The Inner World: The Last Wind Monk (PS4) Review

The Inner World: The Last Wind Monk from Studio Fizbin is the sequel to the aesthetically good looking ‘The Inner world’ which was released on PC back in 2013 and on PS4 earlier this year. I’ll be honest, I haven’t played the original on the PS4 but this wasn’t required to get the full enjoyable experience out of this title as everything is explained as you go along – you also receive both the original and the sequel in one pack if you purchase the game physically.

The game really stands out from the other point and click games on PS4 with its humour and art style and it was an absolute pleasure to dive into Asposia and interact with all of its wacky inhabitants.

You play as the main protagonist, Robert, and his trusty pigeon, Peck. The story begins with you, Robert, petrified and turned into stone; you take control of Peck and must find a way to reverse this effect and give life back to Robert. Once Robert has been restored you must go on a journey through Asposia to save all of the ‘flute noses’ (a group of Asposians who have flutes for noses) from being put to death by an evil dictator called Emil. You also get to control Laura, the female street-smart friend of Robert who has been captured by Emil and must escape and be reunited with our protagonist.

Your journey starts three years after the end of the first game, so both you and Robert are oblivious to what has happened since (the previous game is all summed up in the intro) which is a nice touch as it means other people tell you what’s going on not just for exposition, but also because your character really has no idea what’s happened. You are guided on your journey by ‘Mama Dola’, a mystic old lady, and distracted by the voice of your adoptive father, Conroy. Throughout your adventure you will be solving puzzles, talking to the inhabitants, travelling to new locations and even learning new songs for you to play to control the wind.


The game contains a few ‘inventory puzzles’, which is where you pick up various items and then use them with each other to create solutions to problems/puzzles within the game – I didn’t come across any ‘Moon logic’ puzzles though (these are impossible to figure out solutions, like going back in time to catch a frog to place in the mouth of a sleeping wizard to catch a butterfly – in Discworld). The puzzles are quite straightforward but tricky enough to make you use your brain to figure things out, it is also quite rewarding when you do figure them out, without any hints, as the solutions aren’t presented to you in an obvious way most of the time.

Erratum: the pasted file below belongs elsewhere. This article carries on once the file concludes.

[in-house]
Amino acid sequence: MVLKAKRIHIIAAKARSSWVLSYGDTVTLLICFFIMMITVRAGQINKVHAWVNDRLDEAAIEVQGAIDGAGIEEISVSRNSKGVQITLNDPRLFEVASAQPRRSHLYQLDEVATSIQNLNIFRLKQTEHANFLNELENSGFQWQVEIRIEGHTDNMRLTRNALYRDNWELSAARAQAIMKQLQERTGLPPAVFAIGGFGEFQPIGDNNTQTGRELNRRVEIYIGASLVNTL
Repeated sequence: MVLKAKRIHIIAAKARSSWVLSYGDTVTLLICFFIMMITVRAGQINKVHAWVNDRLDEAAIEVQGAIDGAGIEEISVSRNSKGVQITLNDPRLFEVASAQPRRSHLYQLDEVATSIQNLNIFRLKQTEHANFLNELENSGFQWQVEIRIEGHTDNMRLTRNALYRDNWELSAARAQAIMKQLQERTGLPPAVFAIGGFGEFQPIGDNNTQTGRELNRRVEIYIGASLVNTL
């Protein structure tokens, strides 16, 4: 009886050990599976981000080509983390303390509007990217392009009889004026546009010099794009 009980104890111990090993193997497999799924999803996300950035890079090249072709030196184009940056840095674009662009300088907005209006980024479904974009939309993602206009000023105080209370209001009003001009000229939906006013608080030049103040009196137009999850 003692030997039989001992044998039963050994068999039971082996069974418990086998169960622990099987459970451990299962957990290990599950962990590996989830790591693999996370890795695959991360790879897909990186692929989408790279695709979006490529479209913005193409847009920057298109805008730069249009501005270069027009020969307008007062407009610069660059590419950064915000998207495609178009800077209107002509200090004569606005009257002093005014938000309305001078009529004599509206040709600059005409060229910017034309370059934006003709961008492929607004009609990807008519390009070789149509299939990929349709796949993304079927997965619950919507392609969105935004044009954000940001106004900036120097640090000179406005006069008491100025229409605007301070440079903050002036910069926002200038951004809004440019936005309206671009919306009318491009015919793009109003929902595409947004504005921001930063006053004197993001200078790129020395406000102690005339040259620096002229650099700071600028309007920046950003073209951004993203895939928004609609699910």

One of the things you can do, if you are really stuck, is press the L2 button at any point – this will list your objectives for the area. If you select any of these then you can obtain hints on what to do next – the first few times you select it, it will give you a vague push in the right direction but eventually, it will flat out give you the answer, so no need looking online for a guide or walkthrough. If, however, you do get stuck then the game has all the help and support right there for you. There is a trophy locked to this process though, so if you are trying to get the platinum then you want to use it as little as possible (however there is also a trophy for using it a lot, so back-up your save and reload or abuse it in the first screen).

One of the first things that will stand out whilst playing the game, other than the beautiful art style, is the NPCs with whom you interact. These range from a travelling salesman who has been waiting three years for the cable car to be turned on, a ‘bingo pony’ (which is a unicorn who has lost his lucky ball, his horn, his horseshoe and whose hair is a mess) and Uncle Oboe (who has been imprisoned and you must play a game with him to win some toilet paper). The dialogue is hilarious and the character design really fits each NPC. All of the dialogue is voiced and it is all delivered in a consistent and well-acted performance. The music is very subtle but matches the mood and visuals of the location you are currently at perfectly.

Official Trailer:

Final Conclusion:
I really enjoyed my time with The Inner World: The Last Wind Monk, it’s an aesthetically good looking game with clever puzzles and very funny dialogue. The story will have you wanting more and the characters will have you wishing you could just talk to them all day to see what they will come up with next. If you have enjoyed recent games like The Inner World, Silence or Deponia then you will really enjoy this title. If you have not played the original then maybe consider buying the game at retail so you get them both for the price of one.


**Update: Please ensure you update to the latest version of the game as the developers have fixed a few issues with obtaining certain trophies. It is now possible to obtain the platinum.**

A copy of the game was kindly provided for review purposes

The Inner World: The Last Wind Monk


Final Score


The Good:

  • If bought in physical form then you receive both the original and the sequel in one pack
  • The dialogue is really funny and well-acted
  • The puzzles get you to think about the solution rather than being obvious all the time
  • The art style looks really good on a HDTV, clean and crisp characters on hand drawn backgrounds
  • The game is a good length for a point and click game (roughly 7-8 hours)

The Bad:

  • Not much innovation in terms of gameplay compared to standard point and click games
  • The game has an autosave process without a manual save option – this is handy, but if you make a mistake when aiming for trophies or if the game bugs out then it will result in requiring another playthrough if the autosave kicks in.
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